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The Geography of Brazil
The series The Geography of Brazil presents a comprehensive study of the Brazilian macro-regions, with a highlight to the spatial interactions that have guaranteed consistency to each macro-regional section approached. Throughout the series, one can observe the changes that have characterized the territory socio-spatial dynamics. At the same time, the selection of topics for this study evidences the adequacy of surveys to new scenario in the field of geographic studies, both in Brazil and in the world. The series has been produced by the IBGE since the 1950’s, having been released in a single volume in 1960, encompassing the macro-regions identified at the time. The succeeding editions produced studies about the country for the decades of 1960, 1970 and 1980, with a gap in the 1990s and 2000s. In 2016, the IBGE resumed the discussion on a new edition of the study by releasing a volume entitled Brazil – a geographic and environmental view in the beginning of the 21st century.
About the publication - Brazil – A geographic and environmental view in the beginning of the 21st century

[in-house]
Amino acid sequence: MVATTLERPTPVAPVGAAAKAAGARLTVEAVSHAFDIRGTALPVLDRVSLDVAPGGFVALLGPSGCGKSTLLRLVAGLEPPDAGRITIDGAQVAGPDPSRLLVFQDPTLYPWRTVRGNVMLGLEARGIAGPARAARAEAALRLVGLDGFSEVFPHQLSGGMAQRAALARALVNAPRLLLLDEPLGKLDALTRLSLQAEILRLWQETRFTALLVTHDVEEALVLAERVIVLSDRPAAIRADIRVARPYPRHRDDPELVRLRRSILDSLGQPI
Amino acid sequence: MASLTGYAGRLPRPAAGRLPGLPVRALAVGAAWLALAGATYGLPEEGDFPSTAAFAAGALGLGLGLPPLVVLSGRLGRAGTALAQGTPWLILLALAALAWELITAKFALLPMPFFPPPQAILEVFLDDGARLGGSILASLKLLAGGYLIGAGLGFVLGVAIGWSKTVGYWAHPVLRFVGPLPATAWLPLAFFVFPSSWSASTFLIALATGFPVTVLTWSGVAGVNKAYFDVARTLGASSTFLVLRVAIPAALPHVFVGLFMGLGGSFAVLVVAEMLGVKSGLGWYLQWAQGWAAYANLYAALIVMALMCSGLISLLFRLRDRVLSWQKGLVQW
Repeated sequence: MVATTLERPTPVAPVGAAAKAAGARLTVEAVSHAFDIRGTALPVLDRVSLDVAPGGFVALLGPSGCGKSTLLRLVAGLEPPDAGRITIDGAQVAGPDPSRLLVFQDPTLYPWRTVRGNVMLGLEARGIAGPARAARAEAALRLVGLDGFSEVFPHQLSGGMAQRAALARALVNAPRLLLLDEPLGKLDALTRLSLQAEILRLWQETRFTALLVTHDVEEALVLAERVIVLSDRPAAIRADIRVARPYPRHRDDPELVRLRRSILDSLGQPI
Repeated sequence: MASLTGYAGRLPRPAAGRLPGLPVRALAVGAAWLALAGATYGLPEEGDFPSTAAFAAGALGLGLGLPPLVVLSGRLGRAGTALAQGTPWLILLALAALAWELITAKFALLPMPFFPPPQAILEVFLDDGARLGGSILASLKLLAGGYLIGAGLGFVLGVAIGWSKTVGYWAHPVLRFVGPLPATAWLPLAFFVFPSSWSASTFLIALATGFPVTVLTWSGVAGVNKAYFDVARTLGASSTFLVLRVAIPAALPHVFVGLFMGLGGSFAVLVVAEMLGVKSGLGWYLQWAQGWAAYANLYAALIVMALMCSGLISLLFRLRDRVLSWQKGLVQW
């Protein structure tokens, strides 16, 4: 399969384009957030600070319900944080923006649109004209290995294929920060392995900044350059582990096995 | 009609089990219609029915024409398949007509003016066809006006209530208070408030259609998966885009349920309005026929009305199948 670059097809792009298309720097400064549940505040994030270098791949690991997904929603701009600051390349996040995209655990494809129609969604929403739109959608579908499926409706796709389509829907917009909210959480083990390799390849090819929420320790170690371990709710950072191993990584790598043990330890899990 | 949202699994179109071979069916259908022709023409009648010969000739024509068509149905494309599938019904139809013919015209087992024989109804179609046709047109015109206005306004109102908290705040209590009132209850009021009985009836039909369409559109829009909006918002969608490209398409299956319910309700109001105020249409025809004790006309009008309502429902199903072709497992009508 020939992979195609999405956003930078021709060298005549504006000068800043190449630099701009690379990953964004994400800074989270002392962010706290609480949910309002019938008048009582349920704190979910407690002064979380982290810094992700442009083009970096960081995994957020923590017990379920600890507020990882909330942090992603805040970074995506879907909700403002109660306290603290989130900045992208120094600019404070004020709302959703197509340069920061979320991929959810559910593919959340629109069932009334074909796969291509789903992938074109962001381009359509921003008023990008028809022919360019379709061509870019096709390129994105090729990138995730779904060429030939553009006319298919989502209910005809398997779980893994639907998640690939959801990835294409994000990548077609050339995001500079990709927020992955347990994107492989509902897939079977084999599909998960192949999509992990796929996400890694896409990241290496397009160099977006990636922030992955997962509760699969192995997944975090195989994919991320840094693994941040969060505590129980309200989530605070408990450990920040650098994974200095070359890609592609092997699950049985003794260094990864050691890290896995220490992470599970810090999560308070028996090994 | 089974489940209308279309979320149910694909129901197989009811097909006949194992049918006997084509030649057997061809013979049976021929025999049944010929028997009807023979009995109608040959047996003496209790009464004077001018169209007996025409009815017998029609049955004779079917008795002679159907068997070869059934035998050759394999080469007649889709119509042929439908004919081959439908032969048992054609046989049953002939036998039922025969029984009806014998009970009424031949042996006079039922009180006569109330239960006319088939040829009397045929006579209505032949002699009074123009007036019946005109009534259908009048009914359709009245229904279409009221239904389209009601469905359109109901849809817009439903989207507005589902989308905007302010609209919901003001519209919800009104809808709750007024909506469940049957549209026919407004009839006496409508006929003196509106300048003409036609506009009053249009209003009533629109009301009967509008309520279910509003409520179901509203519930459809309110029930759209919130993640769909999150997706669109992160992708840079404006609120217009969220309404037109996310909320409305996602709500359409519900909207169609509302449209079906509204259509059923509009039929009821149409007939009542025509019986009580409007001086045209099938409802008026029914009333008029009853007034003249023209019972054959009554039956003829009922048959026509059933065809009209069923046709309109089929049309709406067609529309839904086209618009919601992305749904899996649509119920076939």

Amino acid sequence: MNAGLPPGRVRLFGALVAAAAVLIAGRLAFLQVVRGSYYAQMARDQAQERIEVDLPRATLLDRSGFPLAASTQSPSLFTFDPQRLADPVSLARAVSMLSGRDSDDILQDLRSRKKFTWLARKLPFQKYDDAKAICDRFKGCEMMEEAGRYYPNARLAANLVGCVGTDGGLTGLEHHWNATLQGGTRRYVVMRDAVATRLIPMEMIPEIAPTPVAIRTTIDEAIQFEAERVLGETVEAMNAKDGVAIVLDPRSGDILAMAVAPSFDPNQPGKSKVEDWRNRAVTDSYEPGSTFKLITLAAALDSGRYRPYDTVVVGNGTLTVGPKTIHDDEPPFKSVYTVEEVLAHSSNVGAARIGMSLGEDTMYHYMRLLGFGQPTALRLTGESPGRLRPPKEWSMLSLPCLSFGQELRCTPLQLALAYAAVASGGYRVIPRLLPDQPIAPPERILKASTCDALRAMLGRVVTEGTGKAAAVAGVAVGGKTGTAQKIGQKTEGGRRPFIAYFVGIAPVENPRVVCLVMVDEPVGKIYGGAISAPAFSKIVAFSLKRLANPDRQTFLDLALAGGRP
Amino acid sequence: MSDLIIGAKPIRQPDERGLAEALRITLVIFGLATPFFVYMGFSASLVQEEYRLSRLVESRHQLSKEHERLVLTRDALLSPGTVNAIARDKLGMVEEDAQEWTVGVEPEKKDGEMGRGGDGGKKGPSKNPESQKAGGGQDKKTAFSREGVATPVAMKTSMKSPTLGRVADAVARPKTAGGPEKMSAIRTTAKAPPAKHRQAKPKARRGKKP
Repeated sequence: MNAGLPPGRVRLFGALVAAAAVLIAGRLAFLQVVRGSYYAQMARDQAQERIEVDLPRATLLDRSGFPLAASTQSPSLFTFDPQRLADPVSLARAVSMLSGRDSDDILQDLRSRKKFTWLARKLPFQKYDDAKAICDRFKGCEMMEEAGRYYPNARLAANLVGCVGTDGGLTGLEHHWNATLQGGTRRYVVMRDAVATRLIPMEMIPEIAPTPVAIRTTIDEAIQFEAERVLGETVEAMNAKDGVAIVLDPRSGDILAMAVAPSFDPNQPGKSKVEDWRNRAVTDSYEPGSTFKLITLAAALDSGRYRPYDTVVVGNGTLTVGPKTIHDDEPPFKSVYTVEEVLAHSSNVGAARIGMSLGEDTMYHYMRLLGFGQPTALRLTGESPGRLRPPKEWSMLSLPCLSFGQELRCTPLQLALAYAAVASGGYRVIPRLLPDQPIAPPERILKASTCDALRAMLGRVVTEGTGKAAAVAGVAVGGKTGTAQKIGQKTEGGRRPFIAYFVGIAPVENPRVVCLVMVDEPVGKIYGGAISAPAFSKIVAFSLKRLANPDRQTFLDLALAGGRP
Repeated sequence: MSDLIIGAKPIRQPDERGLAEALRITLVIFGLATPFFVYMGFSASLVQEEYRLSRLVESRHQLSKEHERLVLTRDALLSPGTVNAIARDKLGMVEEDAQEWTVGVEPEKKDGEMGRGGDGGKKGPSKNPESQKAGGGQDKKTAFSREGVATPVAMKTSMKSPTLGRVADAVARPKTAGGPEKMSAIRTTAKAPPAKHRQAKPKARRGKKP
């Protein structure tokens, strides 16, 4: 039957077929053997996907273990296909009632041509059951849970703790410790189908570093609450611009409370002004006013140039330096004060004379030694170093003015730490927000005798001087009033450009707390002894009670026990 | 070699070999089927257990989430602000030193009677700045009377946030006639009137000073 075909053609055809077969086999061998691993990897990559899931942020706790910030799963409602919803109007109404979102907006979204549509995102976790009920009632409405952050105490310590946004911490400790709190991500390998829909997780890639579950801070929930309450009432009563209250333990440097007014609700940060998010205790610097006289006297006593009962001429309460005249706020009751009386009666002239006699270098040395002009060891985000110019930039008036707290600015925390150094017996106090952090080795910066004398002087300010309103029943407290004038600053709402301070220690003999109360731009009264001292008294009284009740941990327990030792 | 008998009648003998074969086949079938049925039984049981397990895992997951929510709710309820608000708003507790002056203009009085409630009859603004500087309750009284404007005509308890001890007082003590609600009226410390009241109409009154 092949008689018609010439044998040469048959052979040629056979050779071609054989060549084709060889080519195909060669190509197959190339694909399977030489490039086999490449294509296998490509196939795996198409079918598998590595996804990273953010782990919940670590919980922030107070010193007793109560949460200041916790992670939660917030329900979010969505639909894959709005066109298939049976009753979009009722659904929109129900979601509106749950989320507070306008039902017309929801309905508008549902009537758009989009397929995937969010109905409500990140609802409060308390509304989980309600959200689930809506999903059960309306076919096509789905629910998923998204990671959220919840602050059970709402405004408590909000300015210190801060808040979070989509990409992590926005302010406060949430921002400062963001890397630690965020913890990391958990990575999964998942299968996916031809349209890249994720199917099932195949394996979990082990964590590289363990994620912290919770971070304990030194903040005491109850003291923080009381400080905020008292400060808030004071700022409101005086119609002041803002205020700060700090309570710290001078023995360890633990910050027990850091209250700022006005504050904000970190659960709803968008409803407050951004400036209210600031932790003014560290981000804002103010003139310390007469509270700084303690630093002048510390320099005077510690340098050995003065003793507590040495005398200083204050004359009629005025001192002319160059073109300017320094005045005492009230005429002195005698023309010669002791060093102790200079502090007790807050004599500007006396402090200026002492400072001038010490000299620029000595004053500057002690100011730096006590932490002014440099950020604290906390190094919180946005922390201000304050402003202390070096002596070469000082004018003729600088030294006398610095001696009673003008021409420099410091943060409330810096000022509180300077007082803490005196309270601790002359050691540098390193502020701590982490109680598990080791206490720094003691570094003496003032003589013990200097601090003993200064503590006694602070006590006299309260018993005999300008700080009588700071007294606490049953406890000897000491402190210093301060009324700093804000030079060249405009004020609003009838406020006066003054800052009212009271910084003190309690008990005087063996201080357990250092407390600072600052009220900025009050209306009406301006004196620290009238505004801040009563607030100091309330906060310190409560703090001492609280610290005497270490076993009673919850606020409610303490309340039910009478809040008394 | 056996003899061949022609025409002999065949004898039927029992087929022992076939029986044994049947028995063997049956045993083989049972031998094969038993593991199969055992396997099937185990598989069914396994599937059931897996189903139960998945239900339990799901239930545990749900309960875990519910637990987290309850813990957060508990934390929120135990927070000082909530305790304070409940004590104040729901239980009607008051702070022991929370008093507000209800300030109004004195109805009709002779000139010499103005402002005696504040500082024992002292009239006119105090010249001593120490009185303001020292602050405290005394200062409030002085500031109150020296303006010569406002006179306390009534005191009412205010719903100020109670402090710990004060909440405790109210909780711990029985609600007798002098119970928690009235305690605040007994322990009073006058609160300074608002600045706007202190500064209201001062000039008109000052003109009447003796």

The publication Brazil – A geographic and environmental view in the beginning of the 21st century aims to increase the knowledge about the significant changes observed in the Brazilian territory as the result from the economic, demographic, political and environmental transformations that happened in the last decades. If until 20st century the analysis of the Brazilian geographic space had gone through a wide structuring movement in the national territory, which was characterized by processes of industrialization and urbanization and by the constitution of a national integrated economic system, nowadays this analysis covers several observation prospects, some of which the IBGE is content to provide to the readers of this work.
This publication shows perspectives that help one understand contemporary Brazil, which has its territory restructured and, at the same time, continuously fragmented according to different types of interests, derived from global, national, regional and local scales. It also shows how the geographic knowledge is crucial to understand the present and to predict the future of a country that has continental dimensions, that geographic analysis requires reinterpretations of regional realities that are in constant transformation.
The Atlas is organized into nine chapters and brings together studies that revolve around the territorial formation of Brazil, its demographic process, development of cities, evolution of the rural space and agricultural activities, environment, as well as the contemporary ways of experiencing and managing the multiple diversities that distinguish Brazil in the world.